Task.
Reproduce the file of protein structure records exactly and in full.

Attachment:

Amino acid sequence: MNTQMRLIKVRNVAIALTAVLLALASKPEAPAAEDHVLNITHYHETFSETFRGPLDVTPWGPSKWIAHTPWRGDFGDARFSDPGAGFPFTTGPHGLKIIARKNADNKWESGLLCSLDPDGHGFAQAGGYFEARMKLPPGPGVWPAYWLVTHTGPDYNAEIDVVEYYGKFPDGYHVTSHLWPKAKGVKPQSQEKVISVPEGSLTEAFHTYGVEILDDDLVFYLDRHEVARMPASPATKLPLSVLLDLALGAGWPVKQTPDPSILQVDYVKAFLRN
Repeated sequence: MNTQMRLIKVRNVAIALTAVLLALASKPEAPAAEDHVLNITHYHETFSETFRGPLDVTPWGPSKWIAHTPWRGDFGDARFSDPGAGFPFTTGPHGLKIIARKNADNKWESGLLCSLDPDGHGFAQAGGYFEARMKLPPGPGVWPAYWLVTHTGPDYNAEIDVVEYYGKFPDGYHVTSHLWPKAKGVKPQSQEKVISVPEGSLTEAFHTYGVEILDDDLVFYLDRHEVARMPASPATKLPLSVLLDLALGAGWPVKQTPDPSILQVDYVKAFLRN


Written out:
Amino acid sequence: MNTQMRLIKVRNVAIALTAVLLALASKPEAPAAEDHVLNITHYHETFSETFRGPLDVTPWGPSKWIAHTPWRGDFGDARFSDPGAGFPFTTGPHGLKIIARKNADNKWESGLLCSLDPDGHGFAQAGGYFEARMKLPPGPGVWPAYWLVTHTGPDYNAEIDVVEYYGKFPDGYHVTSHLWPKAKGVKPQSQEKVISVPEGSLTEAFHTYGVEILDDDLVFYLDRHEVARMPASPATKLPLSVLLDLALGAGWPVKQTPDPSILQVDYVKAFLRN
Repeated sequence: MNTQMRLIKVRNVAIALTAVLLALASKPEAPAAEDHVLNITHYHETFSETFRGPLDVTPWGPSKWIAHTPWRGDFGDARFSDPGAGFPFTTGPHGLKIIARKNADNKWESGLLCSLDPDGHGFAQAGGYFEARMKLPPGPGVWPAYWLVTHTGPDYNAEIDVVEYYGKFPDGYHVTSHLWPKAKGVKPQSQEKVISVPEGSLTEAFHTYGVEILDDDLVFYLDRHEVARMPASPATKLPLSVLLDLALGAGWPVKQTPDPSILQVDYVKAFLRN